7. I think the skirt looks great and I especially love it in that more masculine fabric. I agree with others who say that maybe a more fitted top would work better.

  8. Agree with most comments, embrace the fullness. It is hard at first if you are not used to it, and you might think that it makes you look bigger than you are but it is a matter of getting used to it. And it will look even better with a fitted top, or a shirt tucked in, not above. You could break the girliness by wearing it with a masculine shirt, and it will look great with sandals too if heels are too much for you. The skirt is beautiful and you look great in it.

  9. I think full skirts look better when the waistband is exposed. Seeing the slim waist makes the fullness below understandable. The loose top above isn’t my fav match with it. Try tucking in the top. I think you will look great in the skirt with the right top. Next time, you might like an a-line skirt with the loose top.

  10. Hello- I love the idea of this skirt and it looks cute on you! When I looked at the pattern, I thought I’d do elastic only in the back and take out some volume also if I ever made it. Your comments about it made me think of this cute skirt pattern with a fitted top portion:

    and also this pattern with less volume- and I’m not sure the zipper would be absolutely necessary:

    Thanks for all the inspiration! I love seeing your sewing too!

  11. I love the volume, I think it looks great on you. I love it with the loose top, I think you look thin.

  12. Hi Karen,
    What about putting the front and back panels on the bias? It would drape better and not be so bulky at the waistline.I think removing the eight inches was a good start. Are the front and back panels rectangles? I think the issue with the Purl Soho pattern is it is too bulky at the waistline. I think the fullness is fine at the hem line. Just some thoughts. I do love the side panels and the way the pockets stand out.

  13. I have the same issue with full skirts (on me), but I must say I could look at you all day in yours! Well done :)

  14. I actually love this skirt on you! I wonder if you’d prefer the look if you tried it with a different top? Something a little more fitted (though by no means tight if you’re not into that), or maybe even the same top loosely tucked in? I think your idea to make the front piece flatter would be a great mod, and sort of echo Version B of Grainline’s Alder.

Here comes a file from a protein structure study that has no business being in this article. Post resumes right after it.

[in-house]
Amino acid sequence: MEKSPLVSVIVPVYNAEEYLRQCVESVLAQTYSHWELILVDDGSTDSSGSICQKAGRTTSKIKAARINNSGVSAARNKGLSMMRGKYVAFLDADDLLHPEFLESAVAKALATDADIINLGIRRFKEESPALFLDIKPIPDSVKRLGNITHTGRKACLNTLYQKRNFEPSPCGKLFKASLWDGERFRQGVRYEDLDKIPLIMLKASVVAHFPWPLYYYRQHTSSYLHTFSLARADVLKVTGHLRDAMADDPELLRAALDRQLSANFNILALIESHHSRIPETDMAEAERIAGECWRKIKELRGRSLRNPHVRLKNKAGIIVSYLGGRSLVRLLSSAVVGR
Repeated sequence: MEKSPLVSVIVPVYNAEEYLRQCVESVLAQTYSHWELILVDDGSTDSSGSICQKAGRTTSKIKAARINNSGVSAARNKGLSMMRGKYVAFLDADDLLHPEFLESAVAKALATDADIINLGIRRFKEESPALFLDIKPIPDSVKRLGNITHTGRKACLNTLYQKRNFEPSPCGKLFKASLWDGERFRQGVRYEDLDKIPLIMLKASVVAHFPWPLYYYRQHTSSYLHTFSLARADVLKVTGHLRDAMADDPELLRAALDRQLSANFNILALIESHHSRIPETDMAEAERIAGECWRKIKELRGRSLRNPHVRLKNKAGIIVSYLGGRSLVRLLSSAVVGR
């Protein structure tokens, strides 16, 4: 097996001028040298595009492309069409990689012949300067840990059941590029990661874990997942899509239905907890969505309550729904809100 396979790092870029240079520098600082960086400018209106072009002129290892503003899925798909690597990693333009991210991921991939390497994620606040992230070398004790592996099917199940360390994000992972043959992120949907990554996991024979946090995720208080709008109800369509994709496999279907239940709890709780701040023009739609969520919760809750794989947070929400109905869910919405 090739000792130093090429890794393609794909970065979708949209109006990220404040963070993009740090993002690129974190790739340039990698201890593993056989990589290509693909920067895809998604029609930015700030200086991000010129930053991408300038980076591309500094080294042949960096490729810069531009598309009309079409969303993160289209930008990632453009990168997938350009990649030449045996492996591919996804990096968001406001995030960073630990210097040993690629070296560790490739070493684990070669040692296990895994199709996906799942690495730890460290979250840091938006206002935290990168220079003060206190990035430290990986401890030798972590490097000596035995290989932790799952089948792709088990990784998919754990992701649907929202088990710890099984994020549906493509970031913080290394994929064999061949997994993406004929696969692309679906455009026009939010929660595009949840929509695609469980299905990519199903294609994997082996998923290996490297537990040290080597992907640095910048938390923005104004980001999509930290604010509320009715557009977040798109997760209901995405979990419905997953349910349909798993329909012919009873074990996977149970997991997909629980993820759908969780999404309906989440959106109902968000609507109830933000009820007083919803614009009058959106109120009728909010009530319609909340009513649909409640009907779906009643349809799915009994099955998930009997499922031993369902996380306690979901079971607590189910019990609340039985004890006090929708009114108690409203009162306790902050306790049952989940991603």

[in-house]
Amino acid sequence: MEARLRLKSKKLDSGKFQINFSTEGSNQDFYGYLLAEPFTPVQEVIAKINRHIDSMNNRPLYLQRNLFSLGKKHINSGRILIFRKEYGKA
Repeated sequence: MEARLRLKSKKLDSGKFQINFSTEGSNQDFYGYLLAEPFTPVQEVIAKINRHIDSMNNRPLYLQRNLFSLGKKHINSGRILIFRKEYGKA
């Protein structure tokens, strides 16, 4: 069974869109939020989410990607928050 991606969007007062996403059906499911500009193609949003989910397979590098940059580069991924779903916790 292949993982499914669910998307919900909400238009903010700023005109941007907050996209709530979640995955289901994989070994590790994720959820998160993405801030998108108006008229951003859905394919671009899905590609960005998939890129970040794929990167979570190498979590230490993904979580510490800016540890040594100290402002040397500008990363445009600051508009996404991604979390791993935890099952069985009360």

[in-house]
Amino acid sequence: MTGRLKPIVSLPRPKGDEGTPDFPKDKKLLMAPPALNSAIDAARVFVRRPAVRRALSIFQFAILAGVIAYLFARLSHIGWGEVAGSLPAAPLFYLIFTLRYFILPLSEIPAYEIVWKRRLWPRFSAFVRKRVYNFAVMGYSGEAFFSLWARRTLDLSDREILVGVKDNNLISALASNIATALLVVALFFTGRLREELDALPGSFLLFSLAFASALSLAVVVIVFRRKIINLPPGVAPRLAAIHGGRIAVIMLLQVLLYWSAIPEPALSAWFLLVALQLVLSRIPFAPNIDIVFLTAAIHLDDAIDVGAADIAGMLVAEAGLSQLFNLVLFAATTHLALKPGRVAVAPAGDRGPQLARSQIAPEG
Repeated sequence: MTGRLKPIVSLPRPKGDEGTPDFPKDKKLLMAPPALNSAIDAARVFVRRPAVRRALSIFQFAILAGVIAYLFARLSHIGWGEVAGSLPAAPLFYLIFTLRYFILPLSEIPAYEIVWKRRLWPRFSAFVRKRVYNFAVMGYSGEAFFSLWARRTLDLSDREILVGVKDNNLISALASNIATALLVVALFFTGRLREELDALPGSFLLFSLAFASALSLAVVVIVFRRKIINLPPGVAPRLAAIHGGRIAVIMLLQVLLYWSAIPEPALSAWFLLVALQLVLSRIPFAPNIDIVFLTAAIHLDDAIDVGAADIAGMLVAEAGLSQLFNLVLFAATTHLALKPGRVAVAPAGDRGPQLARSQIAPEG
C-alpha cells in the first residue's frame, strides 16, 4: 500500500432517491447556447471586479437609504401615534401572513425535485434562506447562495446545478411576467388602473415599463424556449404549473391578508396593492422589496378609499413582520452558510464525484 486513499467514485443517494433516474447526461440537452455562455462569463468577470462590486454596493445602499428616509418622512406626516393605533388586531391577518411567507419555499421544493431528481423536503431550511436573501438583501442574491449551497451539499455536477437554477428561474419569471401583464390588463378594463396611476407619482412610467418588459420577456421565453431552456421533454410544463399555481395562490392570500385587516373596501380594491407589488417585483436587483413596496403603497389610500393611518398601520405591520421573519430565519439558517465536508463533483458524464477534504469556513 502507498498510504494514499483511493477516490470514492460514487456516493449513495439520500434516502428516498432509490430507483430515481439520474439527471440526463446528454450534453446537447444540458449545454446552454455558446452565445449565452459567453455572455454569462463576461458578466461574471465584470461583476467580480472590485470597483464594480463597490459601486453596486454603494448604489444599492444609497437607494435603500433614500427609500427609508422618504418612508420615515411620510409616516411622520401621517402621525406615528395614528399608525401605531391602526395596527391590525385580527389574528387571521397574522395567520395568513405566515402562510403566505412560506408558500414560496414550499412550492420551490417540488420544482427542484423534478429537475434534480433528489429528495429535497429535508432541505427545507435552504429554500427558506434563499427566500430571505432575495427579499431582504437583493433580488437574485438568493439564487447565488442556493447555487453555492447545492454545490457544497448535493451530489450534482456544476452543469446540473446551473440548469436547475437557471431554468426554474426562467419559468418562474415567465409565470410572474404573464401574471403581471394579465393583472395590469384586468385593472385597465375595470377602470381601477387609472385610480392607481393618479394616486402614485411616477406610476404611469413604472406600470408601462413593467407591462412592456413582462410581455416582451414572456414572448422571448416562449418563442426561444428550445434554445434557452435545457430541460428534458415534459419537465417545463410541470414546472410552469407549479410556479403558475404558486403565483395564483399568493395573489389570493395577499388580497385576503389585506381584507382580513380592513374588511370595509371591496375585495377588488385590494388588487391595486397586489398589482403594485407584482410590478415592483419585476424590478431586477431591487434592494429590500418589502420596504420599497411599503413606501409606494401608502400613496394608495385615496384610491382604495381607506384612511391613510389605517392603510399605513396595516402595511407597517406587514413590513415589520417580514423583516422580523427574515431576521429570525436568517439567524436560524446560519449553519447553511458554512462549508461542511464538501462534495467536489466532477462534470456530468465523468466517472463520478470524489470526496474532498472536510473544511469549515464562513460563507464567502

Also, have you see the Bristol skirt from Seamwork? It’s a similarly easy shape, but without all the volume, so it might be another good option.

    • Oh! One more idea: What about wearing a belt over your top and skirt? I was looking through the Margaret Howell collections and that seems to be a look she favours with oversized trousers and untucked skirts. Worth a try anyway.

      • A belt is really not an option with this much fabric gathered at the waist. I am toying with the idea of making the front panel flat, and you’re right (Kate Osborn also pointed this out to me) that that would be similar to the Alder. I might try it.

  15. Honestly, this look would not work on me, but I think you pull it off nicely, Karen. It looks easy and comfortable. Go to “Skirts” at Eileen Fisher to see a version of this same skirt with a very short, but untucked boxy top. Frankly, I like your shorter skirt better than their mid-calf one, but the top is a nice proportion. I also think it would look more summery with sandals or simple, white Keds, either the slip-on or tie-on Champion models.

  16. I like this! I too struggle with the full skirt looking dumpy issue a lot. They are so comfortable and easy to wear–esp. in summer, so I have made efforts to make some fuller skirts that don’t look too dumpy. I think I saw someone mention the Everyday Skirt by Liesl and Co. I’ve made that up 3 times (ikat cotton for fall/winter/spring, wool for winter, and chambray for spring/summer), taking out some of the fullness like you did here. But, it’s a nicely drafted skirt because it has flat side panels and fewer gathers in the front. It has a bit more of a fitted waistband, so a little less easy-wearing, but I’ve had good luck with the Colette Zinnia skirt also. I think the pleats are nicely placed and sewn down just the right amount to make it a bit more of a flattering fullness. My workplace is formal (I’m a lawyer), and I struggle to walk the line between boring lawyer and playful/creative. Here’s my most favorite Zinnia, styled with a jacket, but it can easily be dressed down with a t-shirt and sandals: